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Close-up of Momotus momota
momotus momota
Momotus momota (Blue-crowned Motmot)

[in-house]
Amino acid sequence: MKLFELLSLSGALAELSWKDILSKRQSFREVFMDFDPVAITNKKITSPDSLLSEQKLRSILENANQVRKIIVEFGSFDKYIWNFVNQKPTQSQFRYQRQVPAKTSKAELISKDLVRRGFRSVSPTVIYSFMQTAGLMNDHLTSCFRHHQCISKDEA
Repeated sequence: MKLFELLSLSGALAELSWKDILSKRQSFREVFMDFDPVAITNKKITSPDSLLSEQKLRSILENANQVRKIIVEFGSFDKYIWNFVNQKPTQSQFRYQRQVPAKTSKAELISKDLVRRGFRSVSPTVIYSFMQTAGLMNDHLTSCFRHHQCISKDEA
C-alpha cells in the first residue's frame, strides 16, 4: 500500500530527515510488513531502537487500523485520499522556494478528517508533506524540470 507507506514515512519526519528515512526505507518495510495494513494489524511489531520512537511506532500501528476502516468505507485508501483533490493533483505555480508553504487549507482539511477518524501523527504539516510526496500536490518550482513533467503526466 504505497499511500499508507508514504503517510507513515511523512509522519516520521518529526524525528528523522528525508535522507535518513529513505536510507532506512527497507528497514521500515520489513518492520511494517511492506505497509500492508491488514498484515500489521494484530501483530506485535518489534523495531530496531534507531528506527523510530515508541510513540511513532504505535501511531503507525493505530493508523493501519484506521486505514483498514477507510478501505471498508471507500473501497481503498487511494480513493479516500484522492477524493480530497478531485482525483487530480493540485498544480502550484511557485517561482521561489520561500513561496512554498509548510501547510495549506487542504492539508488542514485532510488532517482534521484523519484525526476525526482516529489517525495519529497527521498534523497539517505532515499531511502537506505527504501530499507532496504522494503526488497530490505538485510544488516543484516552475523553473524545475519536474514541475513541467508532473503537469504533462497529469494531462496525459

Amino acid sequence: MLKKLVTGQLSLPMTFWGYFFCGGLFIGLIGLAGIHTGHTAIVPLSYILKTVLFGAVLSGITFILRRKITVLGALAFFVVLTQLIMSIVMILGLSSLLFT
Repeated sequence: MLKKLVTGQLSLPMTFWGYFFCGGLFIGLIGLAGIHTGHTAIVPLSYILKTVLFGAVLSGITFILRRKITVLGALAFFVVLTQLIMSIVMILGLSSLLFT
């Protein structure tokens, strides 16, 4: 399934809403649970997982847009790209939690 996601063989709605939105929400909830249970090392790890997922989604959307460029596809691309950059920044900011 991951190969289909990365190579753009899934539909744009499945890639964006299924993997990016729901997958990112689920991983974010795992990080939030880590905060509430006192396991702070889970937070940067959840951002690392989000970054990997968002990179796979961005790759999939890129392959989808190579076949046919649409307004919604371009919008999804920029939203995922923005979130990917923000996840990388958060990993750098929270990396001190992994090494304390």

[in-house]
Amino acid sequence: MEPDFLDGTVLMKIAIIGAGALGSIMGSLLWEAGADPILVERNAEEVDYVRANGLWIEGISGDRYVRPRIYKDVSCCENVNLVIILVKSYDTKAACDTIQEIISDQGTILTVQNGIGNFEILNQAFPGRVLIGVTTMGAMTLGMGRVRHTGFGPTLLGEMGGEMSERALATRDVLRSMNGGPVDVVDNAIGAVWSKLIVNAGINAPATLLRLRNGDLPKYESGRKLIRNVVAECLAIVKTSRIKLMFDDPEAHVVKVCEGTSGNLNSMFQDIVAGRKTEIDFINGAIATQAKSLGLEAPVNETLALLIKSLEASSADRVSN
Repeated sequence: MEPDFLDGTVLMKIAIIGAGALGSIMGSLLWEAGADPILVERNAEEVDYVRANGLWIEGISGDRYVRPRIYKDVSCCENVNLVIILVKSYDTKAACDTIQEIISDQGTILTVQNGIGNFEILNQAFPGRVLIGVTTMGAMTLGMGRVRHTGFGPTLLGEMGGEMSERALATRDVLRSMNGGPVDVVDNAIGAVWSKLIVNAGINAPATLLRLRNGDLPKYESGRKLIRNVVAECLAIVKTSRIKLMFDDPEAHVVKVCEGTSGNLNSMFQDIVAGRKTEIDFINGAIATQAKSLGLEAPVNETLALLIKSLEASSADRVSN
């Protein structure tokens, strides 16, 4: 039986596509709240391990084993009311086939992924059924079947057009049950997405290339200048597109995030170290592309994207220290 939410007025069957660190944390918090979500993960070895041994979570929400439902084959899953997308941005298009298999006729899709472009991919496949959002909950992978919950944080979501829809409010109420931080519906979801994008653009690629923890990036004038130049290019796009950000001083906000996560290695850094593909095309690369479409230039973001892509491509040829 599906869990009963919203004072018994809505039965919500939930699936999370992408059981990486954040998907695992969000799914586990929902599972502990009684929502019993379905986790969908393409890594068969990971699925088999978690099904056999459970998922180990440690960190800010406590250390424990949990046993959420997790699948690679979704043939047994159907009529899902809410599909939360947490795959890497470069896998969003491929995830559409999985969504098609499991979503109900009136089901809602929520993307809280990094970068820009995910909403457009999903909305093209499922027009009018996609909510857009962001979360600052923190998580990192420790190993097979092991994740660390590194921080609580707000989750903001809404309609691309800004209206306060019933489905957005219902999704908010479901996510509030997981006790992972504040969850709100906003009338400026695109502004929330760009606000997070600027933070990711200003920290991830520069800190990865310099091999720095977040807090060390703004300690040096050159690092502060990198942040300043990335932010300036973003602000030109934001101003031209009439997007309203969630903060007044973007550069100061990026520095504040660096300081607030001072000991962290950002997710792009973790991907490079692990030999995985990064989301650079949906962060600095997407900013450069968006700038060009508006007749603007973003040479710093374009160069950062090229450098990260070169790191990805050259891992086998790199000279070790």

The blue-crowned motmot, is native to Central and South America, with its range extending from northeastern Mexico to northwestern Peru, Paraguay, Bolivia, Trinidad, and northern Argentina​​. This species adapts to various environments, including Pacific lowlands with severe dry seasons, deforested highland areas, coffee plantations, and urban settings such as gardens and wooded ravines​​. The blue-crowned motmot exhibits a striking appearance. Males measure approximately 16 inches in length, with females being slightly smaller. Both sexes share similar plumage, characterized by a black crown bordered by a wide band of blue covering most of the forehead. Their back and upper tail feathers range from olive-green to parrot-green, and their wings are a brighter green with bluish-green primaries. A distinctive feature is their racket-shaped tail feathers, which are greenish near the end and bluer near the tip. These birds also have a broad, heavy black bill with coarse serrations, dull red eyes, and grey legs and feet. Interestingly, in northeastern Mexico, there is a variant (M. momota coeruliceps) with an entirely blue crown​​. Each bird weighs around 3.59 ounces​​. Reproduction in this species begins months in advance during the rainy season. They select less obvious sites for their burrows to evade predators. The motmots prefer to start their tunnels from the side of pits or hollows in the ground, finding advantages in the soft, easily worked soil, and in making their burrow look old and inconspicuous by the time egg laying begins. Eggs are laid between March and April in South American regions and between May and June in Mexico. Both sexes partake in incubating the eggs, which usually lasts from 13 days to about three weeks​​.The blue-crowned motmot displays unique behaviors. They live in pairs year-round but often forage separately during the day, making it less apparent that they are mated. These birds are active during twilight and rest later than most birds, choosing to sleep amid foliage rather than in their burrows. Their flight is described as sudden, swift, and direct, but not typically sustained over long distances​​. The blue-crowned motmot is largely insectivorous but also consumes fruits. Beetles, particularly dung beetles, form a significant part of their diet. They also feed on large cicadas, stick-insects, orthopterans, various larvae, spiders, and occasionally small lizards. The motmot employs two methods of handling prey: either beating it against a perch until it becomes inactive or dealing with it on the ground. They are also known to forage alongside swarms of army ants to catch other insects, spiders, and lizards​​. The blue-crowned motmot is classified as of "Least Concern" on the IUCN Red List. This species is the only one among the eight species in the family Momotidae capable of reproducing in captivity​.

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